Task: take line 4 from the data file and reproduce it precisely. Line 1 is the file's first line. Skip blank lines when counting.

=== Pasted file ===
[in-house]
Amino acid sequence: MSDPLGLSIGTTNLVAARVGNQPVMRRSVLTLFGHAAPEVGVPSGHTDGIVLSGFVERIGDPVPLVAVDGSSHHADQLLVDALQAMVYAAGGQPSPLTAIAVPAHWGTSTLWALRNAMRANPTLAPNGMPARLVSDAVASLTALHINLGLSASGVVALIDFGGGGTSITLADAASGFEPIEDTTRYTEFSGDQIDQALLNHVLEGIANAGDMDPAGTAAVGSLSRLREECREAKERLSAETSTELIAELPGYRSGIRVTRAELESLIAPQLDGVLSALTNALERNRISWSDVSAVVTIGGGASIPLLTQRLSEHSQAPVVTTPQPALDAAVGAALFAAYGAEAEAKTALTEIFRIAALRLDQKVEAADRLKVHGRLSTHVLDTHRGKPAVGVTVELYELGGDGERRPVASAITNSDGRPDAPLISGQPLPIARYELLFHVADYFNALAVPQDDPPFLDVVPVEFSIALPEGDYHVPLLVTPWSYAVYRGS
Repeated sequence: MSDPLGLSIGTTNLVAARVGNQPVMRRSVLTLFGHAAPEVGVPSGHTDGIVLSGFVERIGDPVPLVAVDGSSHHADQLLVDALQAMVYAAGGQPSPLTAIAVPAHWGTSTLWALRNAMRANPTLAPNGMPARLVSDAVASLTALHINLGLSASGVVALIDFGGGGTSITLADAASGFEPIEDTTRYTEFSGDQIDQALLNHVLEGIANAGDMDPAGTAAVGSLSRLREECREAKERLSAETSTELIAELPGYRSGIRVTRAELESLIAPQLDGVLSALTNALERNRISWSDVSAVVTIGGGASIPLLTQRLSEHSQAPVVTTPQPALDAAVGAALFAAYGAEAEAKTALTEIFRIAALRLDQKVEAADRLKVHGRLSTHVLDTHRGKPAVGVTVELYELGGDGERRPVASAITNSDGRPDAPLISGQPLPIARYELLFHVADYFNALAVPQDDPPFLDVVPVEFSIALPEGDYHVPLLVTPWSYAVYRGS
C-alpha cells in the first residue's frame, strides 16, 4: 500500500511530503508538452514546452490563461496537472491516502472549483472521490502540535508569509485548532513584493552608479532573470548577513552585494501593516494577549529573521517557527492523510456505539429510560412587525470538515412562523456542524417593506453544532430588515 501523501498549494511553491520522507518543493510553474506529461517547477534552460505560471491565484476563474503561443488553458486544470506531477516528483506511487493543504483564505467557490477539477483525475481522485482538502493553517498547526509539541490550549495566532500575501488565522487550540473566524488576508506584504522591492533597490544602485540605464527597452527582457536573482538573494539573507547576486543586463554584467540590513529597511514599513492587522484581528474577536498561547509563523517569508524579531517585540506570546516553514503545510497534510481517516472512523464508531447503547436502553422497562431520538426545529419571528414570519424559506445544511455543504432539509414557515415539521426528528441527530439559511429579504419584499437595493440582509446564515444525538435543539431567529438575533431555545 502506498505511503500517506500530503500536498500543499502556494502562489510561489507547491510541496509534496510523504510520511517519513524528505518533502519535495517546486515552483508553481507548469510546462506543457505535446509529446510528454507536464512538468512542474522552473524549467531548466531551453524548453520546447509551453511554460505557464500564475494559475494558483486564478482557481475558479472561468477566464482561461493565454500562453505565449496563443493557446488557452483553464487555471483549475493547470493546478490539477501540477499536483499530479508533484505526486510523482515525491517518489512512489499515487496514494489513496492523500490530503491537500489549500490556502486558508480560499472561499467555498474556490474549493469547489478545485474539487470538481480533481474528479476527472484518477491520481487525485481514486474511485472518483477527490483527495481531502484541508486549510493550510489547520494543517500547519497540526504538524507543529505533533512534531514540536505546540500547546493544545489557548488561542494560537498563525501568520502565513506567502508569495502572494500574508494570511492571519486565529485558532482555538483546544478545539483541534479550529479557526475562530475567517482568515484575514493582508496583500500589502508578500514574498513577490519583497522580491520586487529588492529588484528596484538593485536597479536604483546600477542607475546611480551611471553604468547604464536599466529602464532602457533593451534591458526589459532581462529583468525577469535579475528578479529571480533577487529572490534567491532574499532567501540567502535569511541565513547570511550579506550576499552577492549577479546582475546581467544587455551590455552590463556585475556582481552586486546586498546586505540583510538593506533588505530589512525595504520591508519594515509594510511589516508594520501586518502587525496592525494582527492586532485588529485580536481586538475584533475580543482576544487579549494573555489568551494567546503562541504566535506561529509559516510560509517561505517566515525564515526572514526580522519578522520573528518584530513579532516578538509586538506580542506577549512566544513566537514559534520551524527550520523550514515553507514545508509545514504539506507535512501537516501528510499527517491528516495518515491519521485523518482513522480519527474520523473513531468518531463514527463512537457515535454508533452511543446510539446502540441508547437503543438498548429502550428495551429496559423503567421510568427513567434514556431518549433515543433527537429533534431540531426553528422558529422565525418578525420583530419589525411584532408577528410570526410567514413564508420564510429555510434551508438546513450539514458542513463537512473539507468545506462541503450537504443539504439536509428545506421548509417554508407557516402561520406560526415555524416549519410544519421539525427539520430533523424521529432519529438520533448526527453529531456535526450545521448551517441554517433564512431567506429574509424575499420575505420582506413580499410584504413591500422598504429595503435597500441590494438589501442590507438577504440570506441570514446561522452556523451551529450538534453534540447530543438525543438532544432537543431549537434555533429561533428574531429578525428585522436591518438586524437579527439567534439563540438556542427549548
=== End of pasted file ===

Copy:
C-alpha cells in the first residue's frame, strides 16, 4: 500500500511530503508538452514546452490563461496537472491516502472549483472521490502540535508569509485548532513584493552608479532573470548577513552585494501593516494577549529573521517557527492523510456505539429510560412587525470538515412562523456542524417593506453544532430588515 501523501498549494511553491520522507518543493510553474506529461517547477534552460505560471491565484476563474503561443488553458486544470506531477516528483506511487493543504483564505467557490477539477483525475481522485482538502493553517498547526509539541490550549495566532500575501488565522487550540473566524488576508506584504522591492533597490544602485540605464527597452527582457536573482538573494539573507547576486543586463554584467540590513529597511514599513492587522484581528474577536498561547509563523517569508524579531517585540506570546516553514503545510497534510481517516472512523464508531447503547436502553422497562431520538426545529419571528414570519424559506445544511455543504432539509414557515415539521426528528441527530439559511429579504419584499437595493440582509446564515444525538435543539431567529438575533431555545 502506498505511503500517506500530503500536498500543499502556494502562489510561489507547491510541496509534496510523504510520511517519513524528505518533502519535495517546486515552483508553481507548469510546462506543457505535446509529446510528454507536464512538468512542474522552473524549467531548466531551453524548453520546447509551453511554460505557464500564475494559475494558483486564478482557481475558479472561468477566464482561461493565454500562453505565449496563443493557446488557452483553464487555471483549475493547470493546478490539477501540477499536483499530479508533484505526486510523482515525491517518489512512489499515487496514494489513496492523500490530503491537500489549500490556502486558508480560499472561499467555498474556490474549493469547489478545485474539487470538481480533481474528479476527472484518477491520481487525485481514486474511485472518483477527490483527495481531502484541508486549510493550510489547520494543517500547519497540526504538524507543529505533533512534531514540536505546540500547546493544545489557548488561542494560537498563525501568520502565513506567502508569495502572494500574508494570511492571519486565529485558532482555538483546544478545539483541534479550529479557526475562530475567517482568515484575514493582508496583500500589502508578500514574498513577490519583497522580491520586487529588492529588484528596484538593485536597479536604483546600477542607475546611480551611471553604468547604464536599466529602464532602457533593451534591458526589459532581462529583468525577469535579475528578479529571480533577487529572490534567491532574499532567501540567502535569511541565513547570511550579506550576499552577492549577479546582475546581467544587455551590455552590463556585475556582481552586486546586498546586505540583510538593506533588505530589512525595504520591508519594515509594510511589516508594520501586518502587525496592525494582527492586532485588529485580536481586538475584533475580543482576544487579549494573555489568551494567546503562541504566535506561529509559516510560509517561505517566515525564515526572514526580522519578522520573528518584530513579532516578538509586538506580542506577549512566544513566537514559534520551524527550520523550514515553507514545508509545514504539506507535512501537516501528510499527517491528516495518515491519521485523518482513522480519527474520523473513531468518531463514527463512537457515535454508533452511543446510539446502540441508547437503543438498548429502550428495551429496559423503567421510568427513567434514556431518549433515543433527537429533534431540531426553528422558529422565525418578525420583530419589525411584532408577528410570526410567514413564508420564510429555510434551508438546513450539514458542513463537512473539507468545506462541503450537504443539504439536509428545506421548509417554508407557516402561520406560526415555524416549519410544519421539525427539520430533523424521529432519529438520533448526527453529531456535526450545521448551517441554517433564512431567506429574509424575499420575505420582506413580499410584504413591500422598504429595503435597500441590494438589501442590507438577504440570506441570514446561522452556523451551529450538534453534540447530543438525543438532544432537543431549537434555533429561533428574531429578525428585522436591518438586524437579527439567534439563540438556542427549548